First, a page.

As a consultant to brokers we use this knowledge to help our broker clients position their firm more competitively. While many brokers are running from ADP because they think they are a competitor (We addressed this in an article written in 2009 titled, “ADP – Friend or Foe” – download at www.joemarkland.wordpress.com ) we understand the value that brokers can bring their clients by having a service model to support those clients that have ADP or want ADP. Trust me, many clients need help with their technology and most brokers aren’t delivering the help. Here are a few questions I have asked brokers.
– Have you ever helped your client test their ADP Benefits Enrollment System for accuracy?
– Have you ever analyzed the pages employees would be accessing when enrolling in their benefits and see how well the benefits information is presented?
– Have you ever uploaded a 2 minute video on the ADP platform that explains to an employee what Critical Illness Insurance is?
I have never had a broker answer yes to all of these questions. Helping clients with ADP is a service clients will value.
Now in 2013 Private Exchanges hit the market. Many brokers scrambled to sign-up with some benefits only technology vendors. At the same time we continue to engage clients who repeatedly tell us they want HR-Benefits-Payroll in one system. I found this conflict between what brokers were delivering and what clients wanting to be very interesting so I wrote an article titled “An Alternative Approach to Private Exchanges” (also on my blog) and held webinars with the same title. In my article and on my webinar I predicted that ADP will be the largest Private Exchange technology vendor within 2 years. Not because I am going to make them but simply because more employers are using their system to manage their benefits than any other platform. So, as a consultant to brokers and employers I have helped employers figure out how to use their current ADP platform as a Private Exchange of Defined Contribution plan. Why? Because that is what employers wanted. They did not want to use another system simply to provide their employees with more medical options in a Private Exchange. So we worked hard with ADP to develop a model using third-party technologies, content from insurance companies, and internal programming resources to help employers leverage their ADP system as a Private Exchange. My marketing campaign is designed to bring our methodologies and message to the market so that employers can get what they want and the brokers that deliver this solution a competitive advantage.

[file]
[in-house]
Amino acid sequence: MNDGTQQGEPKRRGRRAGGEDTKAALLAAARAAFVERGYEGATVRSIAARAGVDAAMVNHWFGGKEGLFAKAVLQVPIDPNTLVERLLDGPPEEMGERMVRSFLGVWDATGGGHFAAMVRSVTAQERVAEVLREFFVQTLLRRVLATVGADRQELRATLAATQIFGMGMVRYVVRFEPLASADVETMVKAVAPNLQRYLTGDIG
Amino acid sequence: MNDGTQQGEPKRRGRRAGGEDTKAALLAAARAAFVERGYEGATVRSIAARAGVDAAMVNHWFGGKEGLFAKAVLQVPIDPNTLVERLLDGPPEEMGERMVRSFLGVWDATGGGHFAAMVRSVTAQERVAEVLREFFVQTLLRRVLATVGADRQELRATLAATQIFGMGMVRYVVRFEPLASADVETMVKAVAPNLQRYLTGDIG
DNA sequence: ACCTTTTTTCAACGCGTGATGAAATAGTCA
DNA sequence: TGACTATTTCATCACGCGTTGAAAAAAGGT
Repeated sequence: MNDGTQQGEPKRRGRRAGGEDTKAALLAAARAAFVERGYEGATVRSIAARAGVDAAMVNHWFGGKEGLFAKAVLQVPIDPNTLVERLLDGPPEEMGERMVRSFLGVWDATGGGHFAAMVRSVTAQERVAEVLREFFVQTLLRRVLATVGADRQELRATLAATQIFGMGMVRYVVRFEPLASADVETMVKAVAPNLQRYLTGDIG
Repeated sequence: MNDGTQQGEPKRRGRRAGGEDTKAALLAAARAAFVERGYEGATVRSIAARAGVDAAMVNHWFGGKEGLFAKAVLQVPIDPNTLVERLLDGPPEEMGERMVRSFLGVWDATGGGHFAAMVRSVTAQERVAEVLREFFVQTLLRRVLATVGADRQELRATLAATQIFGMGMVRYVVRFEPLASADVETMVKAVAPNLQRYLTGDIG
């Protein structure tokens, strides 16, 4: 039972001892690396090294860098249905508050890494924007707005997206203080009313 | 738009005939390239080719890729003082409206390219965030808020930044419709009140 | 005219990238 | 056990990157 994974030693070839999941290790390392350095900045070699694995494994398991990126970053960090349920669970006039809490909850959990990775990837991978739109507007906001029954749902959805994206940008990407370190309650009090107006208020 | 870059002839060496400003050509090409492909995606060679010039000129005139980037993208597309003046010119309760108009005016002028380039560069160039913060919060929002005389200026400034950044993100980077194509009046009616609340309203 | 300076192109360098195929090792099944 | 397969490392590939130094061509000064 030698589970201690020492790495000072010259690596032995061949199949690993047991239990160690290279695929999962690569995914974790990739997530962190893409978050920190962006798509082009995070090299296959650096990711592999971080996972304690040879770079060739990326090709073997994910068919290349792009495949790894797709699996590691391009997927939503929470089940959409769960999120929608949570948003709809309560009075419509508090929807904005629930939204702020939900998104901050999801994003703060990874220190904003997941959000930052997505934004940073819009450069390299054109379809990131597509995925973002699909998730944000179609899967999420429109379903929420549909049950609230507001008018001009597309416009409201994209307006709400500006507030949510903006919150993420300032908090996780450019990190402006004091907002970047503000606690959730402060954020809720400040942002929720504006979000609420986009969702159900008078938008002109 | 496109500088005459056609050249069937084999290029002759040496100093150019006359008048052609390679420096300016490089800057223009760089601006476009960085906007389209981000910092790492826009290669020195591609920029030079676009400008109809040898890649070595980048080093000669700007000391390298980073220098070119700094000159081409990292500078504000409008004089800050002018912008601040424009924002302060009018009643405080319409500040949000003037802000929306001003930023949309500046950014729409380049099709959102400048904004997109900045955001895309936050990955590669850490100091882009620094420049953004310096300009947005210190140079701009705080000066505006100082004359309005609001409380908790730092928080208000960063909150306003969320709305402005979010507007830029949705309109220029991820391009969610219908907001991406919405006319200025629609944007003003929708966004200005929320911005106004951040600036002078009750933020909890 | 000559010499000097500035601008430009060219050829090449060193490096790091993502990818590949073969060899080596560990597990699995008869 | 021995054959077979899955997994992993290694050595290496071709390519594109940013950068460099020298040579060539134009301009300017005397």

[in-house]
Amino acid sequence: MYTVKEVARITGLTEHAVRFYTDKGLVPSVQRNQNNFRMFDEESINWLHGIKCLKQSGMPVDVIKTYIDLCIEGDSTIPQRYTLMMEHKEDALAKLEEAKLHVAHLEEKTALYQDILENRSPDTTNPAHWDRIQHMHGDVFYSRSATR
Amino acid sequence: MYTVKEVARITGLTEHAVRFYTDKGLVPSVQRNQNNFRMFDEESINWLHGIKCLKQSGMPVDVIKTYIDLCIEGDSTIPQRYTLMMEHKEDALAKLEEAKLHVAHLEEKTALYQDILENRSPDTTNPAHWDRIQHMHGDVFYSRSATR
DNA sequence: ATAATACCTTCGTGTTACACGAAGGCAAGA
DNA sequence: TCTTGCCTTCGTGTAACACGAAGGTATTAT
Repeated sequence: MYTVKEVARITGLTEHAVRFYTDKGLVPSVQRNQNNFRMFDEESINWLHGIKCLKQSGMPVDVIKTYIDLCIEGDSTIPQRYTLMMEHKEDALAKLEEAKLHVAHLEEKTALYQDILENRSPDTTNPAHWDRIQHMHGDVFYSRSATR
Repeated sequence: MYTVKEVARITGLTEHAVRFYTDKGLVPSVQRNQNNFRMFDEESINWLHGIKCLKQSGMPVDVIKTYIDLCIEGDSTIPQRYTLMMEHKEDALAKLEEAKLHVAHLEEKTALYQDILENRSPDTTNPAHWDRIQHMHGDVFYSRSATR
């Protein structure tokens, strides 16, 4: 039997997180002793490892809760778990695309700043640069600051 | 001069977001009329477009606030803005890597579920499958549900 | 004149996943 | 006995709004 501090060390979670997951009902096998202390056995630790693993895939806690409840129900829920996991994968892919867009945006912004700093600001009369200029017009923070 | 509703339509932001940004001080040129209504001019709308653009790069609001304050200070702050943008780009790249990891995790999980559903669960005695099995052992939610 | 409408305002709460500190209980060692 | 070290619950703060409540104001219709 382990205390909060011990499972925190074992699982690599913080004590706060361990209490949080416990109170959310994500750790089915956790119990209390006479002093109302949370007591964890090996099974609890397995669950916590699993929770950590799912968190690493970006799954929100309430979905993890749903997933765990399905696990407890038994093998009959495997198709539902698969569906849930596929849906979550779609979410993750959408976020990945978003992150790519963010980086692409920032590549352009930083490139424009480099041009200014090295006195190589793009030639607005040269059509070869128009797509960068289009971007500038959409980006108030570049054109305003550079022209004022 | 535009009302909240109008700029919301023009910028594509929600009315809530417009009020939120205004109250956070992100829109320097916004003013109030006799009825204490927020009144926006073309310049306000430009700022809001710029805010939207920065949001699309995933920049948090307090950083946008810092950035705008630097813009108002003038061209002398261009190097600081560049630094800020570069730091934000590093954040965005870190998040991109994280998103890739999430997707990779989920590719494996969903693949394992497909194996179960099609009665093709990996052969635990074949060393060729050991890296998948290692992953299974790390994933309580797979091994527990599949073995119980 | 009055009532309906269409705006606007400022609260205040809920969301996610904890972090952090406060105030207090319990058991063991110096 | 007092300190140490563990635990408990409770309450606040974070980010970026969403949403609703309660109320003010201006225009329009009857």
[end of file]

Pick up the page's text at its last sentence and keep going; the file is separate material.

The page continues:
I want to finish this by addressing the other technology vendors we have worked with at HRT. As I have stated we represent the brokers interest and by extension their clients. We have sold and implemented solutions from many vendors and there are many great solutions in the market. Yes, ADP has 46% market share, but they don’t have the other 54%. That being said I had one vendor ask me why I am doing this with ADP and not them. My simple response is because nobody asked. If a HR-Benefits Technology vendor does not offer the ability to administer a Private Exchange simply ask and I will show you how.